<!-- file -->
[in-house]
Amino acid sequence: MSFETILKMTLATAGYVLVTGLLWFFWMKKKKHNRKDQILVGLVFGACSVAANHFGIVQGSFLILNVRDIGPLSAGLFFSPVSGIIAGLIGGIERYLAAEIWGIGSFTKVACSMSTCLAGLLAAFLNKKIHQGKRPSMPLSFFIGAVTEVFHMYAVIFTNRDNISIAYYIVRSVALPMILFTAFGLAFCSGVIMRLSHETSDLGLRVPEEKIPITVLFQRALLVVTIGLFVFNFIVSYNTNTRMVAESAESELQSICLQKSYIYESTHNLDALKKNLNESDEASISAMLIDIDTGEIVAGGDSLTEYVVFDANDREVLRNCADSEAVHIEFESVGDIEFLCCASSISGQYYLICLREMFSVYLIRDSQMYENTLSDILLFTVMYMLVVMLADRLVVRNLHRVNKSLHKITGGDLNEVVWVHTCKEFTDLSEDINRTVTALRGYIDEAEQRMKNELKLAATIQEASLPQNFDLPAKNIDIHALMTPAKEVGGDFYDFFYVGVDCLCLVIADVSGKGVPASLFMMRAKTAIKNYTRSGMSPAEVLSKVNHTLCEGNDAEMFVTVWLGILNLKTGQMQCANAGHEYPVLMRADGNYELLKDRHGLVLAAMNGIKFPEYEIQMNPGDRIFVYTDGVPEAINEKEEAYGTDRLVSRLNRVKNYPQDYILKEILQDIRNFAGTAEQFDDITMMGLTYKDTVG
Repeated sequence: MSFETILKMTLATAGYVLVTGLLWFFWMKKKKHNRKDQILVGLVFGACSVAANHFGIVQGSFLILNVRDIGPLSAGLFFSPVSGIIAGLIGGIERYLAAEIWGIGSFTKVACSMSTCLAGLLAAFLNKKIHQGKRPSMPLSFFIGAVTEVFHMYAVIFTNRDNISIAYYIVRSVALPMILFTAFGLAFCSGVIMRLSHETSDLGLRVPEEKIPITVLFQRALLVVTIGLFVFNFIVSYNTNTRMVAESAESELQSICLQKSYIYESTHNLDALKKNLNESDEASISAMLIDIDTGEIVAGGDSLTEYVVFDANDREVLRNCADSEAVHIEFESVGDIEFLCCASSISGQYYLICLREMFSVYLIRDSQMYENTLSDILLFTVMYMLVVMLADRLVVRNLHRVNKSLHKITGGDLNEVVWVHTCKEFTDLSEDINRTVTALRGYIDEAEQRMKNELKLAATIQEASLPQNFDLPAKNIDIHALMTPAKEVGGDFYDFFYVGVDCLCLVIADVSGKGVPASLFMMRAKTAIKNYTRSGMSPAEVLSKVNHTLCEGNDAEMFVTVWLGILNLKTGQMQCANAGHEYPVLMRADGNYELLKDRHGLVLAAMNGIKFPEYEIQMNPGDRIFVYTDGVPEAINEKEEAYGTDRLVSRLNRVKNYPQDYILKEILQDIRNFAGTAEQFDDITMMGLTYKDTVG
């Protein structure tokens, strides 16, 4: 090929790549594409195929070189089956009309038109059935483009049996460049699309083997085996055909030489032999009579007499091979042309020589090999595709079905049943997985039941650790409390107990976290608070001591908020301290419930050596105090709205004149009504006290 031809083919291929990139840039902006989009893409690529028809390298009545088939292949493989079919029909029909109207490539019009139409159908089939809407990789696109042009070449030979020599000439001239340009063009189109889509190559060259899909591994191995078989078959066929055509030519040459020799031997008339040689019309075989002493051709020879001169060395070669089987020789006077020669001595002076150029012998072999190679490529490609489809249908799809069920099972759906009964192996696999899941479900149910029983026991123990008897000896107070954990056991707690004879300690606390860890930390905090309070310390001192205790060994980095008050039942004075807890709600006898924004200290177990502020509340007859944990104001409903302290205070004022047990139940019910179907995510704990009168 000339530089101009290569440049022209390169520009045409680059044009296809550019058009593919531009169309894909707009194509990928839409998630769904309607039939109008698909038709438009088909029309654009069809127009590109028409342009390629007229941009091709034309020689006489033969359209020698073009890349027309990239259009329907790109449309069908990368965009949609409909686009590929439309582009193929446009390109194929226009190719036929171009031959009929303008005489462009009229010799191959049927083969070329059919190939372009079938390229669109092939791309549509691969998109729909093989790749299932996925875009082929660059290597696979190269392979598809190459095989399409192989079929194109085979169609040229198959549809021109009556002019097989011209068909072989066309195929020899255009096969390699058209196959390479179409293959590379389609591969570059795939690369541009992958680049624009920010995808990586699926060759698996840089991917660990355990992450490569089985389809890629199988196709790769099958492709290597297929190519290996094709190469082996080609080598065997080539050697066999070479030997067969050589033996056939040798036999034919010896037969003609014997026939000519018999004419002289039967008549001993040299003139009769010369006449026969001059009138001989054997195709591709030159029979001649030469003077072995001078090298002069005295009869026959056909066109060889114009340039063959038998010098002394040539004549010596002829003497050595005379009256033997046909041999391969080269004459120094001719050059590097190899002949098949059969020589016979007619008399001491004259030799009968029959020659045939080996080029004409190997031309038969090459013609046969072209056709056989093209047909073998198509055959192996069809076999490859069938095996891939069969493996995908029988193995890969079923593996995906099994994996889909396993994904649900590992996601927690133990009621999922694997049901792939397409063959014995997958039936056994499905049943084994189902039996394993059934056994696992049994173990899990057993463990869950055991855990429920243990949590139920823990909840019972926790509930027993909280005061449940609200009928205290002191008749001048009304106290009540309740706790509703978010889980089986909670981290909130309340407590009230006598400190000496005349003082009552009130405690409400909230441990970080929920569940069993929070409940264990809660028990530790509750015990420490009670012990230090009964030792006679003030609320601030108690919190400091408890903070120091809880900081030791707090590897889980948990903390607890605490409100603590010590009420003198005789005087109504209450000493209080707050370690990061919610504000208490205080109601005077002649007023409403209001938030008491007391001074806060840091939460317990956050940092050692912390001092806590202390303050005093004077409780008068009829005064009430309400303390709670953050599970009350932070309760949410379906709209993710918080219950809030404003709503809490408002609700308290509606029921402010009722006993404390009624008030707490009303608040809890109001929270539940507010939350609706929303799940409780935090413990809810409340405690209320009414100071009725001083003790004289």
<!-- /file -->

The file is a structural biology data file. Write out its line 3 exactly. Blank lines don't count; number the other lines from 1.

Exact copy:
Repeated sequence: MSFETILKMTLATAGYVLVTGLLWFFWMKKKKHNRKDQILVGLVFGACSVAANHFGIVQGSFLILNVRDIGPLSAGLFFSPVSGIIAGLIGGIERYLAAEIWGIGSFTKVACSMSTCLAGLLAAFLNKKIHQGKRPSMPLSFFIGAVTEVFHMYAVIFTNRDNISIAYYIVRSVALPMILFTAFGLAFCSGVIMRLSHETSDLGLRVPEEKIPITVLFQRALLVVTIGLFVFNFIVSYNTNTRMVAESAESELQSICLQKSYIYESTHNLDALKKNLNESDEASISAMLIDIDTGEIVAGGDSLTEYVVFDANDREVLRNCADSEAVHIEFESVGDIEFLCCASSISGQYYLICLREMFSVYLIRDSQMYENTLSDILLFTVMYMLVVMLADRLVVRNLHRVNKSLHKITGGDLNEVVWVHTCKEFTDLSEDINRTVTALRGYIDEAEQRMKNELKLAATIQEASLPQNFDLPAKNIDIHALMTPAKEVGGDFYDFFYVGVDCLCLVIADVSGKGVPASLFMMRAKTAIKNYTRSGMSPAEVLSKVNHTLCEGNDAEMFVTVWLGILNLKTGQMQCANAGHEYPVLMRADGNYELLKDRHGLVLAAMNGIKFPEYEIQMNPGDRIFVYTDGVPEAINEKEEAYGTDRLVSRLNRVKNYPQDYILKEILQDIRNFAGTAEQFDDITMMGLTYKDTVG